In a celluloid universe of bubbly blondes, Zooey Deschanel is a refreshing exception. The 25-year-old actress sits before me, skinny shoulders hunched in a navy-blue blazer, electric eyes blinking out from a frame of almost-black hair, looking slightly twitchy, as though her metabolism is skittering along at twice its normal pace. I ask her if she's done many interviews today and her face opens into a smile.
"Yeah," she says, "but, uh, this is going to be the very best one, right?"
Deschanel is in an enviable spot, career-wise. Not yet a major star, but fast on her way to becoming one, the actress is the embodiment of what film people call "an industry darling." This means she gets lots of interesting work without the hassle of being stalked by the tabloids.
Winter Passing, the low-budget first feature by playwright Adam Rapp, is the film Deschanel is at the Toronto International Film Festival to promote. A melancholic coming-of-age tale, the film is the perfect showcase for her moody talents. "When I read the script, I was so excited," she says in a voice that sounds the way a cat's tongue feels. "It was so incredible and rare to read such a complex female character. The parts that are out there for girls my age are usually, like, somebody's girlfriend."
Deschanel stars as Reese Holden, a young theatre actress subsisting in contemporary New York on a sketchy diet of cocaine, whisky and meaningless sexual encounters. The only child of two famous and emotionally unavailable writers, Reese wanders the city in a grim haze. When a publisher offers her big bucks for the rights to her recently deceased mother's letters, she must return home to Michigan to find them. It is there that she confronts her father (Ed Harris), who is being cared for by strange houseguests (Will Ferrell and Amelia Warner) as he lives out his final days in a J. D. Salinger-esque state of reclusive debauchery.
Deschanel, whose previous work includes Almost Famous, All the Real Girls and Elf (the latter also with Ferrell), says the role of Reese was one of the most taxing of her career.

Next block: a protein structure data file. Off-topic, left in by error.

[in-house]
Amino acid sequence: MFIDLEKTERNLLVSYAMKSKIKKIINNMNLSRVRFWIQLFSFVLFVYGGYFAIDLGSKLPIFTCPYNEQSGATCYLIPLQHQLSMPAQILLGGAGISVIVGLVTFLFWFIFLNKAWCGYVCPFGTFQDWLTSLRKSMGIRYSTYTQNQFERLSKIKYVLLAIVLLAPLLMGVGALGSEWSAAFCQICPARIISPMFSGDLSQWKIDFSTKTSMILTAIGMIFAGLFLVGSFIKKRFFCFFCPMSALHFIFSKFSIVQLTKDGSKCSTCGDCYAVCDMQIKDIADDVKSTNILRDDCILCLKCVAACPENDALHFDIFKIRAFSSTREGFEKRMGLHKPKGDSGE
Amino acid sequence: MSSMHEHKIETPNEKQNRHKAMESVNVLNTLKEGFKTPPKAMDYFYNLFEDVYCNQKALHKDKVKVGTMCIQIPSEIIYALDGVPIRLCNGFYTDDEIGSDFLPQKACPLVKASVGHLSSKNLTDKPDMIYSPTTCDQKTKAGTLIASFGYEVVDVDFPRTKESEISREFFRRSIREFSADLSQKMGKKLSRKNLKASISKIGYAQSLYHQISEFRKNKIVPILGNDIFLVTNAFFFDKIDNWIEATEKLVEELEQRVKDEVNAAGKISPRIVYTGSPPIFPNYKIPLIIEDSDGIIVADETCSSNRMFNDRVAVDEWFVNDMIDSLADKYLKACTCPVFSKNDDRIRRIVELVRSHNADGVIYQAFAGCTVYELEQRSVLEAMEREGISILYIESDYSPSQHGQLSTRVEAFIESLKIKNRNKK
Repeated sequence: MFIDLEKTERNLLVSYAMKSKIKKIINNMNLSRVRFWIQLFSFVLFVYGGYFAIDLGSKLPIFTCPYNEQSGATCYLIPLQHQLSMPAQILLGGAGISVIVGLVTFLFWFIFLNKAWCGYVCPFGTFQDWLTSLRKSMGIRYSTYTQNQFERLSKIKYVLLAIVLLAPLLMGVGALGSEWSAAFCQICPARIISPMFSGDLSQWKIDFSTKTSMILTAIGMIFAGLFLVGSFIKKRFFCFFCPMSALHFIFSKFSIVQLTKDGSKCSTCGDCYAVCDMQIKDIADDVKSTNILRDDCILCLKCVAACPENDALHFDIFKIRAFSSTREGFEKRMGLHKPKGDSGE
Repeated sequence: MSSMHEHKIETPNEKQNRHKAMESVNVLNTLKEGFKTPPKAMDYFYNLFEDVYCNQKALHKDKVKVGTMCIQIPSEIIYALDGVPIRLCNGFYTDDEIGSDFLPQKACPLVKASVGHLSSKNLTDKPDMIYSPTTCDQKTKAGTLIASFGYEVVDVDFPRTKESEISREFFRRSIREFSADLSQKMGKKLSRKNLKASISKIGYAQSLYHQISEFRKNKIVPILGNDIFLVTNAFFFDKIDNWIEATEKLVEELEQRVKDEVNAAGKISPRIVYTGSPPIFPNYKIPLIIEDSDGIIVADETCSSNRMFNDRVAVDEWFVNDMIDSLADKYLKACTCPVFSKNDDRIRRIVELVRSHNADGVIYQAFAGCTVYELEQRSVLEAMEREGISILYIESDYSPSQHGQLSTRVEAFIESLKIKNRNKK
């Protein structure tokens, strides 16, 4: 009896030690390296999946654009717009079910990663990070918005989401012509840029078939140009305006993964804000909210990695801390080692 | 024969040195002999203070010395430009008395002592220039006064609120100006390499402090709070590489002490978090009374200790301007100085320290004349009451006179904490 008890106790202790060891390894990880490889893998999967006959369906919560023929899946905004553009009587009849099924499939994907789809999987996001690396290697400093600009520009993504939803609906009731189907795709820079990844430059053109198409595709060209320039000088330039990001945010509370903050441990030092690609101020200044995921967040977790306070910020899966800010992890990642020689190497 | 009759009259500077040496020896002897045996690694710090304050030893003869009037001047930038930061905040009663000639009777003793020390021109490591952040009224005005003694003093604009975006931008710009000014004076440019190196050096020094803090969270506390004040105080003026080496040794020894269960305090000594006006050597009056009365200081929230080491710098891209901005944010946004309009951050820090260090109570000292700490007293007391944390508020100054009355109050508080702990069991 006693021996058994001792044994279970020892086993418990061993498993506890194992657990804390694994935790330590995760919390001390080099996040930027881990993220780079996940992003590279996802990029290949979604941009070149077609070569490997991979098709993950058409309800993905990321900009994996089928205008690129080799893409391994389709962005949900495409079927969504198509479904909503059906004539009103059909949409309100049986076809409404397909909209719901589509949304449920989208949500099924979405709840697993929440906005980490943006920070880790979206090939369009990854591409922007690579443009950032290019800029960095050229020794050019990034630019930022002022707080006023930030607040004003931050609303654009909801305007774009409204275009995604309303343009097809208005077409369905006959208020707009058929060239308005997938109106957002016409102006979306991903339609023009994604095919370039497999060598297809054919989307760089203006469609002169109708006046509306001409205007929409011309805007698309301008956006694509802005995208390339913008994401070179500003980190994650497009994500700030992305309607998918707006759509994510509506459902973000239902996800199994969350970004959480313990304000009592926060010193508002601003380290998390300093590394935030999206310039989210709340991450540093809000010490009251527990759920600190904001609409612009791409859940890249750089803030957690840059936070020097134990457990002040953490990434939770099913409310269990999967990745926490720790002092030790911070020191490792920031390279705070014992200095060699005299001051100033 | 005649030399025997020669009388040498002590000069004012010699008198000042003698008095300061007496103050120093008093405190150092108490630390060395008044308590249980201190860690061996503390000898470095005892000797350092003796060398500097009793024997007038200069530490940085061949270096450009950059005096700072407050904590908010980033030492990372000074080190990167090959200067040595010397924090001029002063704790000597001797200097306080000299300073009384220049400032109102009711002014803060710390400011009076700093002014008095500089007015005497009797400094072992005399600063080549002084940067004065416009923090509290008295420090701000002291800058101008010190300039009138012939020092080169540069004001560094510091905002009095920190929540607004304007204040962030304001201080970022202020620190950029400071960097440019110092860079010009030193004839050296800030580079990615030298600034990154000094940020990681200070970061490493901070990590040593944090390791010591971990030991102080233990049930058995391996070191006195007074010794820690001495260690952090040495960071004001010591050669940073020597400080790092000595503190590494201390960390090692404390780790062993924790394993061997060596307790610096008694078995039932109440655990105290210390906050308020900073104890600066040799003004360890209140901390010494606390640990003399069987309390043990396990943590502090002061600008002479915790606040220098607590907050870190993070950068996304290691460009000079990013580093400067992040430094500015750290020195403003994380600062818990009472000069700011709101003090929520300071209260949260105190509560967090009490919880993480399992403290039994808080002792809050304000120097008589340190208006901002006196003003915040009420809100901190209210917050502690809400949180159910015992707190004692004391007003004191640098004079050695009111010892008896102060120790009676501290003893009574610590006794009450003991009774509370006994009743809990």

"I have a thing when I read a script that I really love, it's kind of weird. I get this feeling that I need to protect the character. I want to play the character so I can protect them from, like, being hurt," she explains. "With Reese, she's so vulnerable but she's also so jaded and cut off from her emotions. At the beginning of the movie, she's doing all this stuff, slamming her hands in drawers, trying to make herself feel. Her attempts at intimacy are awkward and failed. You don't see the real flex of emotion until the end of the film."
Deschanel, who is much more animated in person than the flat, stony-faced Reese, said holding back, rather than going whole hog, was the great challenge of this role. "We didn't want to tell the story of someone who was crying and going 'ahhhh,' all the time," she says, raising her hands in the air and mimicking actorly histrionics. "At the same time, she's in so much pain. She's on the verge. It was very trying for me because I'm not like her. I laugh and cry all the time. I would spend all this time on the edge and at some point I'd have to let it all out. At lunch, I'd go to my dressing room and I'd just cry and cry."
According to writer-director Rapp, it was Deschanel's willingness to embrace the character's dark side that convinced him she was perfect for the role.
"A lot of much more famous women wanted to do it," he says, "but Zooey had a great dynamic of not being afraid of the cruelty in the role and being able to go to an emotional place that's authentic. I was just the most impressed with her and I knew I had to cast it right."
The film, which was shot for just under $3-million in New York and New Jersey, is set to open in New York and Los Angeles on Oct. 28, but has yet to secure a Canadian distribution deal.
"The actors basically did it for free," Rapp jokes.
Filmed in the dead of winter, the 28-day shoot was fraught with problems, including one day when the outdoor set was sinking into the snow. "It was a film we all really, really believed in, otherwise we wouldn't have been there," Deschanel admits. "It's always tricky when you're mixing commerce and art, but I believe there's still a place for little movies like this one."
Winter Passing screens at TIFF tomorrow at 9 a.m. at the Paramount, 259 Richmond St. W.